—Margot Kahn Case, teaching Writing Home
Three Women by Lisa Taddeo
Avid Reader Press (Simon & Schuster), 2019
Over the past few weeks, I’ve found myself ensconced in the pages of Lisa Taddeo’s radical exploration of female desire Three Women. Taddeo’s reportage is based on ten years of research and multiple trips across the country, at times relocating to allow for firsthand observation of three women’s lives. At the level of craft, this book is quite striking in the use of third person close—consistently remaining within the point of view of its subjects—yielding a novelistic delivery that is consistent with a remarkable capacity for empathy. While many books have moved me over the course of 2019, Three Women serves to further incite my own heightened interest at midlife in asking for what I want. My thoughts center and circulate on how I might best express an underground sense of longing and overcome the fear of unraveling and asserting such latent awareness. Three Women makes this invitation.
—Sarah Townsend, teaching Narrative Intimacy in Literary Nonfiction
We’re Going To Need More Wine by Gabrielle Union
Harper Collins, 2017
No matter how successful and/or famous one becomes, one still has baggage from their past, present, and (fears attached to) a yet to-be-determined future. Union’s candor about race, sexual assault, infertility, and Hollywood is refreshing and poignant—often in equal measure. And as the title alludes, this read pairs nicely with a bottle of Pinot Gris…or Noir.
Honorable mentions: The Comfort Food Diaries by Emily Nunn and Tell Me More by Kelly Corrigan
—Rachel Werner, teaching #OwnVoices: Digital Storytelling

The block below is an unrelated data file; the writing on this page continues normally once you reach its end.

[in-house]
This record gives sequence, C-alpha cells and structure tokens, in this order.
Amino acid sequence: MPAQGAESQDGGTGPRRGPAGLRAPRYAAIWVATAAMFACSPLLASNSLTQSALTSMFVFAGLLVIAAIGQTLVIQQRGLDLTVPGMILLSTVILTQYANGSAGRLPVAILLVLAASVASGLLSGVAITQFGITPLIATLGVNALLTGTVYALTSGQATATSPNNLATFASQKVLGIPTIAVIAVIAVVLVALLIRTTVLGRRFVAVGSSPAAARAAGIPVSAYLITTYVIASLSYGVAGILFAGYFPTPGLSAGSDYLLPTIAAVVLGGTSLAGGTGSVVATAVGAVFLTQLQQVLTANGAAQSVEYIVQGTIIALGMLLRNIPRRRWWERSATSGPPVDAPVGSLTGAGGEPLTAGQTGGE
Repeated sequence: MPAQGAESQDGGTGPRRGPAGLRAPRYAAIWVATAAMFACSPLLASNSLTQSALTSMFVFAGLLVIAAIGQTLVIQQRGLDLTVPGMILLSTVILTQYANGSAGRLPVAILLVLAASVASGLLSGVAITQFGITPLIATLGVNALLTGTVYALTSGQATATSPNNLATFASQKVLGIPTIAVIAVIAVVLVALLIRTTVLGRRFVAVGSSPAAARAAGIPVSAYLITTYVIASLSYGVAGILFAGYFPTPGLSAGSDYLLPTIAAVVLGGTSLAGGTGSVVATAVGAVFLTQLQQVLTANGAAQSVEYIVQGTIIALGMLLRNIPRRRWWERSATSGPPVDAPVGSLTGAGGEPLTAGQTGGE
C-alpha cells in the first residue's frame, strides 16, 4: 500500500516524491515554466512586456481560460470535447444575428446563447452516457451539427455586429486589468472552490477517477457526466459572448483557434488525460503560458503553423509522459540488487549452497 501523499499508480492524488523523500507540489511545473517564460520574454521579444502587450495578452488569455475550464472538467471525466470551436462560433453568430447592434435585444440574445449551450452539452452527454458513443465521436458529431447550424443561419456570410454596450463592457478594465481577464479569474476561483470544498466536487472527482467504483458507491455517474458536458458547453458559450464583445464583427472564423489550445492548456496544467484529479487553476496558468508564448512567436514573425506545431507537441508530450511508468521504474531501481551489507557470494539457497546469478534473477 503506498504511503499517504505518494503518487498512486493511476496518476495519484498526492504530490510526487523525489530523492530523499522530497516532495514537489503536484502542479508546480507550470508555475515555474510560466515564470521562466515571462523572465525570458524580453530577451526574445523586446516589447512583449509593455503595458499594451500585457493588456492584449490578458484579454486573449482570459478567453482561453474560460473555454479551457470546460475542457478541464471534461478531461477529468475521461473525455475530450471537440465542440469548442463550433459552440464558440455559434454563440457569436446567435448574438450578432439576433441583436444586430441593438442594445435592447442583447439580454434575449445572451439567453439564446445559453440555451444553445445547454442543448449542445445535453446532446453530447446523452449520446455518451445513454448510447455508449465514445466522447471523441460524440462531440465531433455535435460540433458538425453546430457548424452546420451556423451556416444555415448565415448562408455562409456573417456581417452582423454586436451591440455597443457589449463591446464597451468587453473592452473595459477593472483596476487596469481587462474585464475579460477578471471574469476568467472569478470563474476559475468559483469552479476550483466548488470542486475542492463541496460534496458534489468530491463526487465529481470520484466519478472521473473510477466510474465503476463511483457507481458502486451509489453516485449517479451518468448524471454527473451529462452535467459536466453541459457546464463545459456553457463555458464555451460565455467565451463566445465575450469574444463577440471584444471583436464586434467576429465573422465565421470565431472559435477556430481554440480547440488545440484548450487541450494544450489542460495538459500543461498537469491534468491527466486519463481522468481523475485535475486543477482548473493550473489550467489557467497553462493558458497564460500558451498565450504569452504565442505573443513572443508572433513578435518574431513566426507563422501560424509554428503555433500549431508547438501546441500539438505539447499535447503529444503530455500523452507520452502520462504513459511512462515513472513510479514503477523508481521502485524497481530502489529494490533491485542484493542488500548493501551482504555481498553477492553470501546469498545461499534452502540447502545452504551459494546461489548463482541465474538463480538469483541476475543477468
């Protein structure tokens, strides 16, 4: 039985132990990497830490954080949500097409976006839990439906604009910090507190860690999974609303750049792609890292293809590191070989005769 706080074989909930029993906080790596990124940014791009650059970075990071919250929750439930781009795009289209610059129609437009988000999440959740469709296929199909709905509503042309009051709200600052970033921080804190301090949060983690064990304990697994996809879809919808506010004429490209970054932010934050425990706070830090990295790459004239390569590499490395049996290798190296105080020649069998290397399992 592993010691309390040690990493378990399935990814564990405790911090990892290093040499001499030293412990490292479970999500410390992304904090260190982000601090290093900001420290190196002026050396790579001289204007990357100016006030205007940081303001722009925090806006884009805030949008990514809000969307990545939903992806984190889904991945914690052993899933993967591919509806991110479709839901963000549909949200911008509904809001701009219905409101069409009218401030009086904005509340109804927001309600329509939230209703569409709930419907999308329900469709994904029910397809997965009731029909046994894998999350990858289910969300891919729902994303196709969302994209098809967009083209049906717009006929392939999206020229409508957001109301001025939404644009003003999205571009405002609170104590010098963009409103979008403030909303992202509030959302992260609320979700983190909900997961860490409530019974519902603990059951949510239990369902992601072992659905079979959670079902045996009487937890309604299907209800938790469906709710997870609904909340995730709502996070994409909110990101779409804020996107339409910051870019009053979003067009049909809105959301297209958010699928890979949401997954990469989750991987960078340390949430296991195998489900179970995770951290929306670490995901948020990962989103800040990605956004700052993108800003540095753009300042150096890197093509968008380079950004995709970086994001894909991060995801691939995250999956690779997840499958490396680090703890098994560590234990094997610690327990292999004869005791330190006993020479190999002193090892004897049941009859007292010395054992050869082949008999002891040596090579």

On Earth We’re Briefly Gorgeous by Ocean Vuong
Penguin Press, 2019
During 2019, I read seventeen books of various types: memoir, novel, short story, poetry. The stand-out was On Earth We’re Briefly Gorgeous by Ocean Vuong. At thirty-one, he is a much-lauded poet, essayist, and novelist, and deservedly so. “I wanted to start with truth and art,” he said in an interview with Seth Meyers. Vuong wrote the book to his mother, although she cannot read English.
On Earth… broke my heart open. While I hesitate to assume too much, it reads like an autobiographical novel, an open wound. The protagonist is a young Vietnamese American who lives in rural New England poverty with his mother and grandmother. Both women have gone through the kind of trauma we shove to the side in our heads in order to go forward. Their stories are retold throughout the book, changing and revealing new details each time. The protagonist starts working at a farm, where the foreman’s son starts a relationship with him. The language is exquisite—like slowly chewing glass as we fret about the inevitable tragedy that will befall these two. Even as I knew things would end badly, I had to keep reading until I finished. As both a human story and an exemplar of spectacular writing, this book is a keeper.
—Kathleen Alcalá, teaching Writing the Op Ed